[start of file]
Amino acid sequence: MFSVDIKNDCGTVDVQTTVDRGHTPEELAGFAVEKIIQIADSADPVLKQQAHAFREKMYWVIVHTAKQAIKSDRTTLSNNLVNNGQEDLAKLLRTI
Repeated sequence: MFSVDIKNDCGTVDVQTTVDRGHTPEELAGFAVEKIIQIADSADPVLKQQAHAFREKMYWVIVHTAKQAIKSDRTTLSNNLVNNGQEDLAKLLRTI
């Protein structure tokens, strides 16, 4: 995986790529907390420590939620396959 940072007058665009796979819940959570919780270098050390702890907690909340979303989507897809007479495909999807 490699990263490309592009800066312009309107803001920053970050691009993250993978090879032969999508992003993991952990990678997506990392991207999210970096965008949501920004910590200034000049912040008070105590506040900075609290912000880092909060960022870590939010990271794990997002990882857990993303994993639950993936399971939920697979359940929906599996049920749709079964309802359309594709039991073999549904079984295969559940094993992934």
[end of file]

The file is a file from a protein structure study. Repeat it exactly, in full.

Amino acid sequence: MFSVDIKNDCGTVDVQTTVDRGHTPEELAGFAVEKIIQIADSADPVLKQQAHAFREKMYWVIVHTAKQAIKSDRTTLSNNLVNNGQEDLAKLLRTI
Repeated sequence: MFSVDIKNDCGTVDVQTTVDRGHTPEELAGFAVEKIIQIADSADPVLKQQAHAFREKMYWVIVHTAKQAIKSDRTTLSNNLVNNGQEDLAKLLRTI
């Protein structure tokens, strides 16, 4: 995986790529907390420590939620396959 940072007058665009796979819940959570919780270098050390702890907690909340979303989507897809007479495909999807 490699990263490309592009800066312009309107803001920053970050691009993250993978090879032969999508992003993991952990990678997506990392991207999210970096965008949501920004910590200034000049912040008070105590506040900075609290912000880092909060960022870590939010990271794990997002990882857990993303994993639950993936399971939920697979359940929906599996049920749709079964309802359309594709039991073999549904079984295969559940094993992934």